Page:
I had a clutch of anxiety this morning when I couldn’t find Paddington. I wanted to make sure the tiny bear hadn’t gotten tossed when we stripped our 15-year-old son’s room, painted it, and transformed it into what looks like a man cave, with black furniture and nary a toy or book in sight.
Christopher has had the miniature Paddington since he was a baby, and while he isn’t the slightest bit attached to the toy, I am. I’d tuck Paddington into his crib, and later when Christopher was older and steering toy cars around on the floor, Paddington was an occasional passenger in James Bond’s Astin Martin. In the years since Christopher has outgrown all that, Paddington resided in the corner of the sock drawer, his red boots cheerfully punctuating the tangle of mismatched footwear.
This room makeover will probably be the last. Fifteen now, in 10th grade, looming over both of us at 6’2”, Christopher will leave for college in the blink of an eye, and his room will become only a way station for what I hope will be at least occasional visits home.
Over the years, we’ve changed his quarters around many times. We swapped the crib for a bed, sorted toys and books as he outgrew them, traded Look Alikes, I Spy, and books about construction equipment for Scariest Stories and Harry Potter, moved aside the thousands of Legos that perpetually crunched underfoot for an iPod, and lately, made room for textbooks weighing more than a hefty toddler. We donated toys and books continually over the years, and each of these transitions has given me pangs. I packed up Rocky, the stuffed terrier, the model B75 biplane, the well-thumbed copy of The Complete Roald Dahl, and hoisted them into the attic, unable to completely sever that tie between the sunny toddler, the laughing grade-schooler, and the ever-growing young man.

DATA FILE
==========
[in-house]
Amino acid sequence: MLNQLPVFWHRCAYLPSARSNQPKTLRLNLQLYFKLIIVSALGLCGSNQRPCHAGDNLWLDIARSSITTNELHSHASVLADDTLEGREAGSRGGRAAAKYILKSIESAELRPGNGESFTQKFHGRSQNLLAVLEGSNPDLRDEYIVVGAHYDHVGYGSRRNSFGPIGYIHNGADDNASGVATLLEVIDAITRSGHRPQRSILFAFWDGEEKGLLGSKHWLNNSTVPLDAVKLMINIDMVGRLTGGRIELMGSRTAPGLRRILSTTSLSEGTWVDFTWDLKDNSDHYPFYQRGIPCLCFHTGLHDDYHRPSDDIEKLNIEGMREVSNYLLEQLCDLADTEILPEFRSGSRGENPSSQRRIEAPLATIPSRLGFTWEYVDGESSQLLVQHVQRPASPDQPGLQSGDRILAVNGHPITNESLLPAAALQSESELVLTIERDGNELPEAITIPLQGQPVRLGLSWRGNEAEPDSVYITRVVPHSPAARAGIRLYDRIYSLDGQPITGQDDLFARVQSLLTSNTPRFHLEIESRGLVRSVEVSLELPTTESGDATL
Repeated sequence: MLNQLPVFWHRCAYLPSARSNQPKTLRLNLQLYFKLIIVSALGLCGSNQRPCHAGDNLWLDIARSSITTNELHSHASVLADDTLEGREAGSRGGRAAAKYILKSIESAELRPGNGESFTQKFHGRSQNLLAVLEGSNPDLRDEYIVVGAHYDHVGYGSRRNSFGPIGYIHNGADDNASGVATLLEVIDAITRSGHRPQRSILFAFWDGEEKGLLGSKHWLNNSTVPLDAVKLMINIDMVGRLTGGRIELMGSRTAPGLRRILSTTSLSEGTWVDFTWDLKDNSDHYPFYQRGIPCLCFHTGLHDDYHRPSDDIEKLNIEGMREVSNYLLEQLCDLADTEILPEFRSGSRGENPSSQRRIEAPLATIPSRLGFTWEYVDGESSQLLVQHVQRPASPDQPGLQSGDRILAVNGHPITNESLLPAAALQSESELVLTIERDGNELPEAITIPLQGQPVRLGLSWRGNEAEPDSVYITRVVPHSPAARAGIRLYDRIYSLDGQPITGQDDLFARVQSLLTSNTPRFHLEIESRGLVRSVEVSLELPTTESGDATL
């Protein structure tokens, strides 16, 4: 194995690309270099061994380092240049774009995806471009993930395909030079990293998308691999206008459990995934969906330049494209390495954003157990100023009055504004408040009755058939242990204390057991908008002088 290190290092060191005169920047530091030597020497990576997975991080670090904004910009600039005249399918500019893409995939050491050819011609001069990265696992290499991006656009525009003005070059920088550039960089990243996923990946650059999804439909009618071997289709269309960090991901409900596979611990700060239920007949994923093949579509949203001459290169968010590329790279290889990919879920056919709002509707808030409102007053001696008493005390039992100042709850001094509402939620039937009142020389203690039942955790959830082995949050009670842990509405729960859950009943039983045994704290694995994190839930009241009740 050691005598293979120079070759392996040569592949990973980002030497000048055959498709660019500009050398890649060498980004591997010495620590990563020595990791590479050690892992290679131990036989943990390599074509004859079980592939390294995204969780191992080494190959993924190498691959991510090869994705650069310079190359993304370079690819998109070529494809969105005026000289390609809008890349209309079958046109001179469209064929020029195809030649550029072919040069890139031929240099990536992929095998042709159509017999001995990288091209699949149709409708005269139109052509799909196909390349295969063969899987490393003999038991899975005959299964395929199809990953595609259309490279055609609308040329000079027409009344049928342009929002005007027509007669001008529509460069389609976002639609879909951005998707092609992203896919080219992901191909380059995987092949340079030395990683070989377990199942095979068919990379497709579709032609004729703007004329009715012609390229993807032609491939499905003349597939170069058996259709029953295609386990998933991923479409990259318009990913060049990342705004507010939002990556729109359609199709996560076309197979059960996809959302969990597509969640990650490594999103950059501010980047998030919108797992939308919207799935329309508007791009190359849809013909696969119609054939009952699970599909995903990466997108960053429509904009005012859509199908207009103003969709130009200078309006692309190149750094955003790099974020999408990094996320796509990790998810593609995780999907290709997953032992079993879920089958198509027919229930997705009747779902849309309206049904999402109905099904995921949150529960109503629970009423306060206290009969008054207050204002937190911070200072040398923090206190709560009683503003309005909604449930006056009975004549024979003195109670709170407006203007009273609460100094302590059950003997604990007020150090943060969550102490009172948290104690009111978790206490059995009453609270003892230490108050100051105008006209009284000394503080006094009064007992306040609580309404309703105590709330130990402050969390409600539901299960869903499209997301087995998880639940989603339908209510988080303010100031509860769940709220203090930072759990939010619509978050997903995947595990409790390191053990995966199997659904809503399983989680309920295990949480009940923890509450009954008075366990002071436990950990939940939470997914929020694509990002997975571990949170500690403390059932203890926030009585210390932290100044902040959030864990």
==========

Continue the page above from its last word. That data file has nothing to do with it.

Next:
The maple dresser where Paddington lived most recently is a hand-me-down, purchased in the 50s by my former in-laws, solid maple, very well crafted with mortise and tenon handiwork, made in Burlington, Vt. There’s a new, low, black dresser now, and when I mused aloud about what to do with the old one, my son truculently recommended chopping it up for firewood.
I spotted Paddington on a shelf in the hall, filled with a jumble of drumsticks, games, books, trophies, hats, marbles, and model Lamborghinis. All this stuff awaits triage: attic, dustbin, or Goodwill. Christopher must have tossed Paddington there to await his fate when he cleared out the old (potential firewood) dresser. I’m glad he didn’t chuck him, and I’d like to think he’d vote that Paddington gets to stay. I didn’t wait for him to make that determination, however, snatching up the small bear and putting him safely in my own drawer. In his blue velvet coat, Paddington is a two-inch keepsake of a time when Christopher ventured out into January rains in a similar hat and boots, when he loved to have me read to him about London adventures, and when I hadn’t yet imagined the day that would separate us.